“Helsingborgs showed it last year. They didn’t score, but they played good football and had three 100 per cent chances in the away first leg that, had they scored [instead of being denied by Fraser Forster], could have made it a very different tie. And Elfsborg are a proper home team when they play on their artificial pitch. Their record there is unbelievable, but they struggle a little bit away, so we hope we can get a good result on Wednesday,” he says. There is a caveat, however. “The top five teams in the Allenskvan would probably be top teams here as well, but I think at Celtic we have a better squad than most of the Swedish teams.”
At the halfway point of their summer league, Elfsborg sit fifth, but with only one victory in the five league games ahead of their encounter yesterday. The defence of what was their first title in six years, and only their second in more than half a century, has proved something of a struggle for Jorgen Lennartsson because their home form has not been as solid as Lustig remembers it. Of their seven wins in 16 games, three have come on the road. Too many draws have hampered them. That can be traced, in part, to the fact that Celtic on-loan forward Mo Bangura, who seems sure to play despite Celtic manager Neil Lennon’s talk of that putting him in an “impossible position”, is the club’s second top league scorer with only five goals. The Sierra Leone forward, it has been pointedly noted, never scored at Celtic Park in the handful of appearances he made there following his £2.2m move from Swedish side AIK two years ago. Loan deals with first AIK and Elfsborg mean it is more than a year since he experienced game-time in the east end of Glasgow.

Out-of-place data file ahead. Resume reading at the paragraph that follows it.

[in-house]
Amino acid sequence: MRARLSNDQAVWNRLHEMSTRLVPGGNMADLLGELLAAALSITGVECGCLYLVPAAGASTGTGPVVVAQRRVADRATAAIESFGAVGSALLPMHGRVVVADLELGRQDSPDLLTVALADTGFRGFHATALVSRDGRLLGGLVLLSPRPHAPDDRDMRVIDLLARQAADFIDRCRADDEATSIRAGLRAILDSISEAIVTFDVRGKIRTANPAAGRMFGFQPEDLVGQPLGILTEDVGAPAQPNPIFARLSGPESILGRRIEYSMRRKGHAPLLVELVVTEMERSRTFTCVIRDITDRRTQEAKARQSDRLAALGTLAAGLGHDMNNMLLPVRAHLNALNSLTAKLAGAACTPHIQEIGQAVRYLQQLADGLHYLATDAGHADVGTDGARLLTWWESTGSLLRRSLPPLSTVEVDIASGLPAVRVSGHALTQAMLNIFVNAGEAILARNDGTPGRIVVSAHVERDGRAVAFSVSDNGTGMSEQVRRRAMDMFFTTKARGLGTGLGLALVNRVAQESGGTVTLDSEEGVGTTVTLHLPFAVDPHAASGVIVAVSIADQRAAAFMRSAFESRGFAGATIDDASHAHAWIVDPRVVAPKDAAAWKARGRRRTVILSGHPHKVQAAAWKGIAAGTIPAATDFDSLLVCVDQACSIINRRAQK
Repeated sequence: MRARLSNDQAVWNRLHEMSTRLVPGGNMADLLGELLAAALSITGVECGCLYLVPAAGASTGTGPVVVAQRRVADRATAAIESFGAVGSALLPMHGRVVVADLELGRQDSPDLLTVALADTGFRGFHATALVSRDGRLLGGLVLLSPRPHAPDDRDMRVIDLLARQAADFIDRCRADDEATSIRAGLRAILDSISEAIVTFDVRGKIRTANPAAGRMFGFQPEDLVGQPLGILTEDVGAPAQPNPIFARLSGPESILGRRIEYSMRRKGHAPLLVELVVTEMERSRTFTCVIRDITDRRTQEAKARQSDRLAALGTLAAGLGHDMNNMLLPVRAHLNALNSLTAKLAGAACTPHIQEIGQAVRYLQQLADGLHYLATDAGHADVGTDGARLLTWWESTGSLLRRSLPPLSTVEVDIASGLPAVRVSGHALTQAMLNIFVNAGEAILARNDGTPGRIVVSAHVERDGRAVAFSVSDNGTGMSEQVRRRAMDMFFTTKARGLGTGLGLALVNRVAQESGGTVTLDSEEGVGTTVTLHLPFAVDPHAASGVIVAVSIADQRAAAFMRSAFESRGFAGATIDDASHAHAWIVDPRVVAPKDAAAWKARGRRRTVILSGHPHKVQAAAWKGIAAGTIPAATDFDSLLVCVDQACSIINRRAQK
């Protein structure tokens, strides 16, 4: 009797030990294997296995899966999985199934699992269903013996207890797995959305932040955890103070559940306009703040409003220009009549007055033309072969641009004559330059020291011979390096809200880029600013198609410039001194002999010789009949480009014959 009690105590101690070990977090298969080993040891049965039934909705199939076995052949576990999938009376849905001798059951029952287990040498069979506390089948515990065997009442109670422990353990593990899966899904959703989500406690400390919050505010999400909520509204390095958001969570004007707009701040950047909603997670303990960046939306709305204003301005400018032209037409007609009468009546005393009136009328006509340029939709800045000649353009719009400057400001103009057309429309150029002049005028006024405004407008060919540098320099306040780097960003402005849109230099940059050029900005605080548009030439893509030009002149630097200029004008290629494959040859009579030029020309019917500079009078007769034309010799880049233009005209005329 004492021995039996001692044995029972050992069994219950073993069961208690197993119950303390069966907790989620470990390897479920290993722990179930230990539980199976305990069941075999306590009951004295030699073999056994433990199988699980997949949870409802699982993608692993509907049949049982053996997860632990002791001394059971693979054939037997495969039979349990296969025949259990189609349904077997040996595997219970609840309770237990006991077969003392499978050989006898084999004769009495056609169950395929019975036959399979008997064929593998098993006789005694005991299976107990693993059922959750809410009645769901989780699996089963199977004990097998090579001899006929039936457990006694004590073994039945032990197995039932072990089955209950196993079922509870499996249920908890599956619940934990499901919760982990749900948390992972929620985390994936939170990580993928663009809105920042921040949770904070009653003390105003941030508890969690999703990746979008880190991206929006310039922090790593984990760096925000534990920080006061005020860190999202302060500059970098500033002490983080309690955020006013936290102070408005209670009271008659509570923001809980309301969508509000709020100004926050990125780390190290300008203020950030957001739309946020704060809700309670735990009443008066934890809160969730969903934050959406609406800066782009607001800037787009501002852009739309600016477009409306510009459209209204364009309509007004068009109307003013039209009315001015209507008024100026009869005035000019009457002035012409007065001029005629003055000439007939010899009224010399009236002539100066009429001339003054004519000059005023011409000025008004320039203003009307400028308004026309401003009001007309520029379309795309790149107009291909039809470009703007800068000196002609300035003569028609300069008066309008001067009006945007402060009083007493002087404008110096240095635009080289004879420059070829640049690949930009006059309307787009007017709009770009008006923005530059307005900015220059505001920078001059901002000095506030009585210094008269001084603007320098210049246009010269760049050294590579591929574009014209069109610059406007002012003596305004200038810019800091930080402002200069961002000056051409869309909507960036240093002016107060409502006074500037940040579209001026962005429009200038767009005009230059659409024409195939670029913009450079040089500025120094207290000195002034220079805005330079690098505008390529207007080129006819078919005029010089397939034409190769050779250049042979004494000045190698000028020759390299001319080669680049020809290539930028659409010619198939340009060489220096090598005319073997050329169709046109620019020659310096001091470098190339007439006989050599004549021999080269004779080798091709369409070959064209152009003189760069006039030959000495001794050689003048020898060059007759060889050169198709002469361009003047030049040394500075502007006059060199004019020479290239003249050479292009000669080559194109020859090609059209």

Among those special elements of the tie for Lustig will be finding himself in the opposing team to close friend from the international set-up, Anders Svensson. The one-time Southampton midfielder – outside of Bangura… or maybe including Bangura – will be the most recognisable face in the visitors’ line-up for Celtic supporters. Svensson is Elfsborg’s captain and within the year is likely to be the most-capped Swedish player of all time, the 37-year-old only two appearances shy of goalkeeper Thomas Ravelli’s 143-cap total.